Personality Neuroscience #6: The biological causes of Conscientiousness

This is Part 6 of our series on Personality Neuroscience. Click here to read from the beginning.

Conscientiousness is a Big Five trait that explains an individual’s ability and tendency to pursue non-immediate goals and follow a set of rules, often manifesting in orderly, methodical, task-focused behavior.


Conscientiousness can be broken down into two sub-traits (DeYoung, 2016):

  • Industriousness, which refers to the ability to suppress disruptive impulses and pursue non-immediate goals
  • Orderliness, which refers to the ability to adopt and follow rules (either self-imposed or imposed by others).


These aspects of conscientiousness often make it the best psychological predictor of career success, health, and longevity after intelligence. Naturally, researchers have done a lot of work to find out which genetic and environmental factors lead to high conscientiousness.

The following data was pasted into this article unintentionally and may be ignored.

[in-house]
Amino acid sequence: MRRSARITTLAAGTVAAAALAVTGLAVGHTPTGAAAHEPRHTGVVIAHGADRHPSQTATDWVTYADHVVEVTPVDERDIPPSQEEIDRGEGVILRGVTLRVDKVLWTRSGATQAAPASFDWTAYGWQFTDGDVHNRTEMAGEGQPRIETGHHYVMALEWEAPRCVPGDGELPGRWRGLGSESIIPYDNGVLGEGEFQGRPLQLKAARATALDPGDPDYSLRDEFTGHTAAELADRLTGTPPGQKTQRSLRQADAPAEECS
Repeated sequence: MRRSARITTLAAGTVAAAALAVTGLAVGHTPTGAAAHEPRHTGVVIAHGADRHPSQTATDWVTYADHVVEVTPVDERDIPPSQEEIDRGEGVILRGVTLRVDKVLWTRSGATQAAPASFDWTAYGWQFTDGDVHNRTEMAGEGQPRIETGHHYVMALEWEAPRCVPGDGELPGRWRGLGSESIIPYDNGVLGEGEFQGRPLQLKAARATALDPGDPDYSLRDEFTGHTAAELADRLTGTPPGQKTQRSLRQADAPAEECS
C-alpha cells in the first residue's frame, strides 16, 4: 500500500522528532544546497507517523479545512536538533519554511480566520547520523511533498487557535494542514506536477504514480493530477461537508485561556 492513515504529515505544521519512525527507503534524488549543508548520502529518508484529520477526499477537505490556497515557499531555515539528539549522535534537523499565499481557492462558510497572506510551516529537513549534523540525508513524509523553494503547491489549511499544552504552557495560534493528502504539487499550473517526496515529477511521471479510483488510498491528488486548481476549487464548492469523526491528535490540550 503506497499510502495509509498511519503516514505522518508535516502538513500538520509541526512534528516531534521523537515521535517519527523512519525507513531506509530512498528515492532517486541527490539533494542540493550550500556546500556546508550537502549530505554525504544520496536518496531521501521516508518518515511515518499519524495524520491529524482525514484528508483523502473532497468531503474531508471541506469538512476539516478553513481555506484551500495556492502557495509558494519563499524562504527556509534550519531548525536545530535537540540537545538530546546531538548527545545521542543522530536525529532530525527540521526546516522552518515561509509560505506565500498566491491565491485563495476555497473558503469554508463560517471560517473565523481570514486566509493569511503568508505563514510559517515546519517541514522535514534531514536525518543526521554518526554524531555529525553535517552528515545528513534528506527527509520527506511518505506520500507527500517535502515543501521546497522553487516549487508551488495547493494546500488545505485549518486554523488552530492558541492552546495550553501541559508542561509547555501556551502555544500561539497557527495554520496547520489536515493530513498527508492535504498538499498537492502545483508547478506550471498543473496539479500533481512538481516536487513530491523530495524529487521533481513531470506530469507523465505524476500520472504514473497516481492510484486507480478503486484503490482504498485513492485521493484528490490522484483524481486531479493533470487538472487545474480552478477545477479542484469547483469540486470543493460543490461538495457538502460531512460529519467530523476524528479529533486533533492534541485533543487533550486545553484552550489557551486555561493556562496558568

Neural networks

Your brain has billions of neurons, and many of these neurons are connected in an observable pathway, serving a specific purpose. We call these pathways neural networks.


High Conscientiousness has been linked to a greater connectivity between several neural networks in the brain:

The cognitive control network controls your executive functions- attention, planning, working memory, and social behavior.

The salience network primarily decides which things you pay attention to and which things you ignore.

The prefrontal cortex

The prefrontal cortex (PFC) is a key part of the cognitive control network, and it has a significant impact on Conscientiousness.


Some studies have shown a positive association between volumes of certain regions within the PFC and Conscientiousness - meaning people with higher Conscientiousness are likely to have a slightly larger prefrontal cortex than others.

Conscientiousness, like other traits, is influenced by both genetic and environmental factors. Encouragingly, conscientiousness increases for many people as they grow older.

Next, we'll go over the neurobiological causes of Extraversion.

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